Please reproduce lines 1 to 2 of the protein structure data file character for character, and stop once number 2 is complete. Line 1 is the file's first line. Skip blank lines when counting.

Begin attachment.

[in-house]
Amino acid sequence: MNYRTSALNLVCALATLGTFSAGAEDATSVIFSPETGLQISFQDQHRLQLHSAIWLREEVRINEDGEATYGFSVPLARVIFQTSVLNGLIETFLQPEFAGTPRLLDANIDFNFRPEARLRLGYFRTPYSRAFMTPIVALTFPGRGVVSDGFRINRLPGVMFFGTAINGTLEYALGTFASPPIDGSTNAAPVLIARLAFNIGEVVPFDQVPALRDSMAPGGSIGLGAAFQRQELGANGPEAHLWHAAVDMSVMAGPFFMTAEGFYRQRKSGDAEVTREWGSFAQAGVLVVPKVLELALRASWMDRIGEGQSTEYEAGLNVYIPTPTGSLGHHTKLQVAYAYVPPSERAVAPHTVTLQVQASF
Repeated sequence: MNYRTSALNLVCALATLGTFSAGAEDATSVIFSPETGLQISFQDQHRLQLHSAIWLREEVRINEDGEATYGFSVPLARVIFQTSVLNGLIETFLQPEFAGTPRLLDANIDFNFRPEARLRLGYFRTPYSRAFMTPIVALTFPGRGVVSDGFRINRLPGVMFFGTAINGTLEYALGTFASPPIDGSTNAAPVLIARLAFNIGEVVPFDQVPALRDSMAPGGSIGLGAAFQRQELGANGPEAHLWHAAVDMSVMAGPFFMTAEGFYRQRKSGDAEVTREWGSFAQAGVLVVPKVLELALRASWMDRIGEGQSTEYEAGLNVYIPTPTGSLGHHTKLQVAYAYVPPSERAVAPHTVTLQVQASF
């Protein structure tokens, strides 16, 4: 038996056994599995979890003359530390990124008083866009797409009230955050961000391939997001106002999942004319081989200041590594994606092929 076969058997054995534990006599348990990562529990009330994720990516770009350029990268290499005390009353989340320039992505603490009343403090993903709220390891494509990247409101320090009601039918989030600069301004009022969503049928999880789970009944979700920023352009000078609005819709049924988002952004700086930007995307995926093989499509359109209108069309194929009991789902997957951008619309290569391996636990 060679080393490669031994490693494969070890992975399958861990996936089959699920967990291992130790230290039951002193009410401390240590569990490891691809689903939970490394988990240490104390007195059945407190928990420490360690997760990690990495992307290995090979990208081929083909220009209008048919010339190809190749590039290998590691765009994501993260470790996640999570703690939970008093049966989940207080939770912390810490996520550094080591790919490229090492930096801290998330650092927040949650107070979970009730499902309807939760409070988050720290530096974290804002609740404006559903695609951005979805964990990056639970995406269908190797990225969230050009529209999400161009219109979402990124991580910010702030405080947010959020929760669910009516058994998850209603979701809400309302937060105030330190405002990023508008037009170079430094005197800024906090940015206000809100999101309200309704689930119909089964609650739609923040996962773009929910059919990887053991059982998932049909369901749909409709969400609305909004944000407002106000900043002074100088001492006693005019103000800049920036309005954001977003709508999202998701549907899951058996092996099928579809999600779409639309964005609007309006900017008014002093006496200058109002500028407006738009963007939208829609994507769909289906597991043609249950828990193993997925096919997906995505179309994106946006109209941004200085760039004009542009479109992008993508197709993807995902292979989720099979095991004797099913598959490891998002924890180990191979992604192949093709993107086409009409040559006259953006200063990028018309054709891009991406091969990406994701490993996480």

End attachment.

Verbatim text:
[in-house]
Amino acid sequence: MNYRTSALNLVCALATLGTFSAGAEDATSVIFSPETGLQISFQDQHRLQLHSAIWLREEVRINEDGEATYGFSVPLARVIFQTSVLNGLIETFLQPEFAGTPRLLDANIDFNFRPEARLRLGYFRTPYSRAFMTPIVALTFPGRGVVSDGFRINRLPGVMFFGTAINGTLEYALGTFASPPIDGSTNAAPVLIARLAFNIGEVVPFDQVPALRDSMAPGGSIGLGAAFQRQELGANGPEAHLWHAAVDMSVMAGPFFMTAEGFYRQRKSGDAEVTREWGSFAQAGVLVVPKVLELALRASWMDRIGEGQSTEYEAGLNVYIPTPTGSLGHHTKLQVAYAYVPPSERAVAPHTVTLQVQASF